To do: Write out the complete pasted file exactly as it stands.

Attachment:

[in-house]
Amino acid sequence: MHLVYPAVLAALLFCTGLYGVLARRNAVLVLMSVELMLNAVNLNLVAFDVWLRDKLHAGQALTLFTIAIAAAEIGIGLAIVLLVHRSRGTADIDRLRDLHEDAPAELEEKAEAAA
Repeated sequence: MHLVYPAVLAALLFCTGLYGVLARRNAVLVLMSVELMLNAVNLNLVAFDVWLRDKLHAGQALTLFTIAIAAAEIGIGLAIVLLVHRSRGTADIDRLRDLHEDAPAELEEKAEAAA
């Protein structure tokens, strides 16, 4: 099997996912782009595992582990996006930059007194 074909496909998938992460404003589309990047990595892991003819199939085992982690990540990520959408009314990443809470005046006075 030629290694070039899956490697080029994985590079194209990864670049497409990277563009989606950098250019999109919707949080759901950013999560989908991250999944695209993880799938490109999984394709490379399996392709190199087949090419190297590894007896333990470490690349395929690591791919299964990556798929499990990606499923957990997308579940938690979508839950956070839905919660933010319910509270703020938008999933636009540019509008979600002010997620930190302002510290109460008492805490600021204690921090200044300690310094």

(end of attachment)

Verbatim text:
[in-house]
Amino acid sequence: MHLVYPAVLAALLFCTGLYGVLARRNAVLVLMSVELMLNAVNLNLVAFDVWLRDKLHAGQALTLFTIAIAAAEIGIGLAIVLLVHRSRGTADIDRLRDLHEDAPAELEEKAEAAA
Repeated sequence: MHLVYPAVLAALLFCTGLYGVLARRNAVLVLMSVELMLNAVNLNLVAFDVWLRDKLHAGQALTLFTIAIAAAEIGIGLAIVLLVHRSRGTADIDRLRDLHEDAPAELEEKAEAAA
């Protein structure tokens, strides 16, 4: 099997996912782009595992582990996006930059007194 074909496909998938992460404003589309990047990595892991003819199939085992982690990540990520959408009314990443809470005046006075 030629290694070039899956490697080029994985590079194209990864670049497409990277563009989606950098250019999109919707949080759901950013999560989908991250999944695209993880799938490109999984394709490379399996392709190199087949090419190297590894007896333990470490690349395929690591791919299964990556798929499990990606499923957990997308579940938690979508839950956070839905919660933010319910509270703020938008999933636009540019509008979600002010997620930190302002510290109460008492805490600021204690921090200044300690310094």